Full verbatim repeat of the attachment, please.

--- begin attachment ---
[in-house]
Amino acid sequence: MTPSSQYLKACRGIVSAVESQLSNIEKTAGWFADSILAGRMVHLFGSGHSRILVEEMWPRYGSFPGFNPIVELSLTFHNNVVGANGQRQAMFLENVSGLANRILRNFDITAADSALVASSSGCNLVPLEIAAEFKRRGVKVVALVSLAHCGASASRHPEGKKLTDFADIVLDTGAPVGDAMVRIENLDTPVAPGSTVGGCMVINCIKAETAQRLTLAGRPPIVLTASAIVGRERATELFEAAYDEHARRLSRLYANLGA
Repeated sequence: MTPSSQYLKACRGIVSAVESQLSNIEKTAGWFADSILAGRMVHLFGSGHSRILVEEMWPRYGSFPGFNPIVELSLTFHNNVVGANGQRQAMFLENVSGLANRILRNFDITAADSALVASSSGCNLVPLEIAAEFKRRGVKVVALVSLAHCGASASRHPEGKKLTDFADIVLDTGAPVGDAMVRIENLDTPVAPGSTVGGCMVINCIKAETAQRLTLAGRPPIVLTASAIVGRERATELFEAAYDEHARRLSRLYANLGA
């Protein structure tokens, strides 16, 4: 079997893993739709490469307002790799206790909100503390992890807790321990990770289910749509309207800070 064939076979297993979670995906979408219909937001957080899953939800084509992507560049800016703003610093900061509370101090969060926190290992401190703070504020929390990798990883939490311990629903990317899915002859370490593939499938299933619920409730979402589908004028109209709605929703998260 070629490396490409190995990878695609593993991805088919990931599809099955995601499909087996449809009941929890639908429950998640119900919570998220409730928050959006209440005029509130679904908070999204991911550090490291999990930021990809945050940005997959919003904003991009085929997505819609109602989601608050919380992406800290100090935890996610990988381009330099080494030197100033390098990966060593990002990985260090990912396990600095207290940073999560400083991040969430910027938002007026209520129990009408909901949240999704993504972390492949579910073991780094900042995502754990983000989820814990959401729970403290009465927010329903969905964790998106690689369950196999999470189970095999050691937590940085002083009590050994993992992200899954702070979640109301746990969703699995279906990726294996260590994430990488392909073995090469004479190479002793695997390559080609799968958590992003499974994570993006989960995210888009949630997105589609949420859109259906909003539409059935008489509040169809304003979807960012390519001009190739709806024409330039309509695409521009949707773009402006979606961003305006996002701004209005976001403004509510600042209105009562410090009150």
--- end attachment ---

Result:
[in-house]
Amino acid sequence: MTPSSQYLKACRGIVSAVESQLSNIEKTAGWFADSILAGRMVHLFGSGHSRILVEEMWPRYGSFPGFNPIVELSLTFHNNVVGANGQRQAMFLENVSGLANRILRNFDITAADSALVASSSGCNLVPLEIAAEFKRRGVKVVALVSLAHCGASASRHPEGKKLTDFADIVLDTGAPVGDAMVRIENLDTPVAPGSTVGGCMVINCIKAETAQRLTLAGRPPIVLTASAIVGRERATELFEAAYDEHARRLSRLYANLGA
Repeated sequence: MTPSSQYLKACRGIVSAVESQLSNIEKTAGWFADSILAGRMVHLFGSGHSRILVEEMWPRYGSFPGFNPIVELSLTFHNNVVGANGQRQAMFLENVSGLANRILRNFDITAADSALVASSSGCNLVPLEIAAEFKRRGVKVVALVSLAHCGASASRHPEGKKLTDFADIVLDTGAPVGDAMVRIENLDTPVAPGSTVGGCMVINCIKAETAQRLTLAGRPPIVLTASAIVGRERATELFEAAYDEHARRLSRLYANLGA
């Protein structure tokens, strides 16, 4: 079997893993739709490469307002790799206790909100503390992890807790321990990770289910749509309207800070 064939076979297993979670995906979408219909937001957080899953939800084509992507560049800016703003610093900061509370101090969060926190290992401190703070504020929390990798990883939490311990629903990317899915002859370490593939499938299933619920409730979402589908004028109209709605929703998260 070629490396490409190995990878695609593993991805088919990931599809099955995601499909087996449809009941929890639908429950998640119900919570998220409730928050959006209440005029509130679904908070999204991911550090490291999990930021990809945050940005997959919003904003991009085929997505819609109602989601608050919380992406800290100090935890996610990988381009330099080494030197100033390098990966060593990002990985260090990912396990600095207290940073999560400083991040969430910027938002007026209520129990009408909901949240999704993504972390492949579910073991780094900042995502754990983000989820814990959401729970403290009465927010329903969905964790998106690689369950196999999470189970095999050691937590940085002083009590050994993992992200899954702070979640109301746990969703699995279906990726294996260590994430990488392909073995090469004479190479002793695997390559080609799968958590992003499974994570993006989960995210888009949630997105589609949420859109259906909003539409059935008489509040169809304003979807960012390519001009190739709806024409330039309509695409521009949707773009402006979606961003305006996002701004209005976001403004509510600042209105009562410090009150």